Requiring hedge funds to register with the Securities and Exchange Commission, beginning in February, will protect investors to some degree, as they will be required to divulge any history of disciplinary action and the SEC will begin to randomly audit these investment firms, The New York Times suggests.

But requiring them to list their auditor and broker/dealer would do a far better job of raising any red flags, particularly in light of how Bayou Management Group hid its theft of $400 million by using a fictitious auditor and earned itself trading commissions through its own broker/dealer.

Calling the new registering requirement little more than creating a "phone directory of hedge funds," The Times maintains, "regulators need to know where the money goes (the broker/dealer) and who is checking on it (the accountant). As it stands, it is simply caught rubber-stamping an industry full of talented managers as well as some renegade fraudsters."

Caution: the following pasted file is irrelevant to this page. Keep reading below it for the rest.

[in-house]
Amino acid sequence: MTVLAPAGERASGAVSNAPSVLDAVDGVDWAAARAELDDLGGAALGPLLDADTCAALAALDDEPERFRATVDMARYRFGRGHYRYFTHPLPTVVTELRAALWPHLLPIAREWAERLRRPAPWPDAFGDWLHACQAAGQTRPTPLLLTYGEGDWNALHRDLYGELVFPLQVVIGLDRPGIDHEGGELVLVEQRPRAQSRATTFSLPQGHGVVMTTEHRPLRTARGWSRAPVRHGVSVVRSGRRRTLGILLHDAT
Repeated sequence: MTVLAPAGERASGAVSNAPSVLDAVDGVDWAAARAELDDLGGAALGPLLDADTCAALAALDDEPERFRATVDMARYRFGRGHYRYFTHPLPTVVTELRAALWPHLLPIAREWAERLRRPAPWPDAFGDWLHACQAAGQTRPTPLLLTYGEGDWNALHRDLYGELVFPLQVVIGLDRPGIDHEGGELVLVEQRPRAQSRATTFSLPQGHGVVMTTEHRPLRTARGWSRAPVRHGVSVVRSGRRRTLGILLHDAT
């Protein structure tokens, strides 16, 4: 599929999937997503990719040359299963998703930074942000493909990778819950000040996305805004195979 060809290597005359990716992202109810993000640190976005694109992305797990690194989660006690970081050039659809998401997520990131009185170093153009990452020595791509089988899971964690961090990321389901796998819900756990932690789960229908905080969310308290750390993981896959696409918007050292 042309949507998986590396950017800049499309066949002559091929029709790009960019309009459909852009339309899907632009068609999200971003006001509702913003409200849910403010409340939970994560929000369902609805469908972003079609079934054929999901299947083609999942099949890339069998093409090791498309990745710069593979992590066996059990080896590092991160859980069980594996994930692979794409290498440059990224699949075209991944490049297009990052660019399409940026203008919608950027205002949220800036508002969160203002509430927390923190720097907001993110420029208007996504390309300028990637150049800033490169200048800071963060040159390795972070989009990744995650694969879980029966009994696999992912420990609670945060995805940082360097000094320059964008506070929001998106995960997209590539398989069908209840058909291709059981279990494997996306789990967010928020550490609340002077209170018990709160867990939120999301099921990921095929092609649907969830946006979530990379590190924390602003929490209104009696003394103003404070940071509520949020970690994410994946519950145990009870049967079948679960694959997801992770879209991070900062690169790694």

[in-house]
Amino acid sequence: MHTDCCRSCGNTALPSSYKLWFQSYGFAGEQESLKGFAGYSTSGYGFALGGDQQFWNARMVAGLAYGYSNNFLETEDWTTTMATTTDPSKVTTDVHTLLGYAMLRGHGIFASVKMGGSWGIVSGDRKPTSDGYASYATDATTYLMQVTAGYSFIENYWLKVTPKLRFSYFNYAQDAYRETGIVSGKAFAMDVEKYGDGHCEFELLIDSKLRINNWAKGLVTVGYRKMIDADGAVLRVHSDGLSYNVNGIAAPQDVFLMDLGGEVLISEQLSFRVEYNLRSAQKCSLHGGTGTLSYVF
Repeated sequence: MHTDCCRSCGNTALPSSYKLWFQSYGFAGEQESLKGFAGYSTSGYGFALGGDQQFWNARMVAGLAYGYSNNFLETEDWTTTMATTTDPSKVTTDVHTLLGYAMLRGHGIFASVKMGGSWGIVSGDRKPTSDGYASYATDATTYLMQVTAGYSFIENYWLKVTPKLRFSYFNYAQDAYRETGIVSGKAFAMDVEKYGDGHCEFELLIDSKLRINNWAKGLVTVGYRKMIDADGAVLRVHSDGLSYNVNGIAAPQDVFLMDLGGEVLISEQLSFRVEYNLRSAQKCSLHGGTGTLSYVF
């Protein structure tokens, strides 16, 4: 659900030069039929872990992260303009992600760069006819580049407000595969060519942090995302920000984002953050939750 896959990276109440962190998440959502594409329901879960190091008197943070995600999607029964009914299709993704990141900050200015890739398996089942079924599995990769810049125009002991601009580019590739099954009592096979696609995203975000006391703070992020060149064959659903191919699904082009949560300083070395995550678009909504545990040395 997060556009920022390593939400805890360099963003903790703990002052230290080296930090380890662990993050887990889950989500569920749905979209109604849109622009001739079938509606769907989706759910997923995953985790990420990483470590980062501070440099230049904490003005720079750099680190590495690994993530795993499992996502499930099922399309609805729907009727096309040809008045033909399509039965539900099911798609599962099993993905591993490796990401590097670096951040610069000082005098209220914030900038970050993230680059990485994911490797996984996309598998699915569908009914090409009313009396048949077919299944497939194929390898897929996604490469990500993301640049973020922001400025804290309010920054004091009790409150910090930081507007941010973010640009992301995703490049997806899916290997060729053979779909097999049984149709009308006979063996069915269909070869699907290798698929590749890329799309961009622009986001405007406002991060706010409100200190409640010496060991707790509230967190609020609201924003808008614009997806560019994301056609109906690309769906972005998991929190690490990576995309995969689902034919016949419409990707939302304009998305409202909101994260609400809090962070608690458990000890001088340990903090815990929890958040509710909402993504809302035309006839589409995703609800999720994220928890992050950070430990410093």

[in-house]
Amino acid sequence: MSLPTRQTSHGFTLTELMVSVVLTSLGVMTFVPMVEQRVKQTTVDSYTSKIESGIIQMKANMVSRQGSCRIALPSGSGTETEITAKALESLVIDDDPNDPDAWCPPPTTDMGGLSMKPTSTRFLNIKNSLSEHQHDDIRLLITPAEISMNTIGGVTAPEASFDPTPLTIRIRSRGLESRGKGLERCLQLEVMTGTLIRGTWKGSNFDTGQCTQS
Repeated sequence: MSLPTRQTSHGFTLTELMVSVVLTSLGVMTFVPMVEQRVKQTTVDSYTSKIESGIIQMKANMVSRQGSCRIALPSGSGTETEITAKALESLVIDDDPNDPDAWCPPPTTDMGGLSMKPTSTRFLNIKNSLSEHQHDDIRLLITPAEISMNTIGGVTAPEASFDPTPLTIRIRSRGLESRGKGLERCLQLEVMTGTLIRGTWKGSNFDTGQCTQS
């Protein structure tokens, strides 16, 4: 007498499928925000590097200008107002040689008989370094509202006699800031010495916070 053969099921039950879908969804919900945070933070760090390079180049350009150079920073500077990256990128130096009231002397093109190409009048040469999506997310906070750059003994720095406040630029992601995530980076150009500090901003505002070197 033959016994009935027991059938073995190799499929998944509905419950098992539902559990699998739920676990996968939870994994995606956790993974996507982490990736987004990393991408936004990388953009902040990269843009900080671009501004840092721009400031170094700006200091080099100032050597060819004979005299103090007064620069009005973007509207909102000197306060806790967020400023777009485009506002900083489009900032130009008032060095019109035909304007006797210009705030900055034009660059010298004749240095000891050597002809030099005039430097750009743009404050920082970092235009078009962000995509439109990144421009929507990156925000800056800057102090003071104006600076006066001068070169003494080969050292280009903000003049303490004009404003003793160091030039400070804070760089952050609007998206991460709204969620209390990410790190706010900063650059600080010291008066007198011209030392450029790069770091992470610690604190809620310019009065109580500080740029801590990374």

Had Bayou simply been registered with the SEC before blowing up, the wisdom of requiring this additional information would now be all too apparent.

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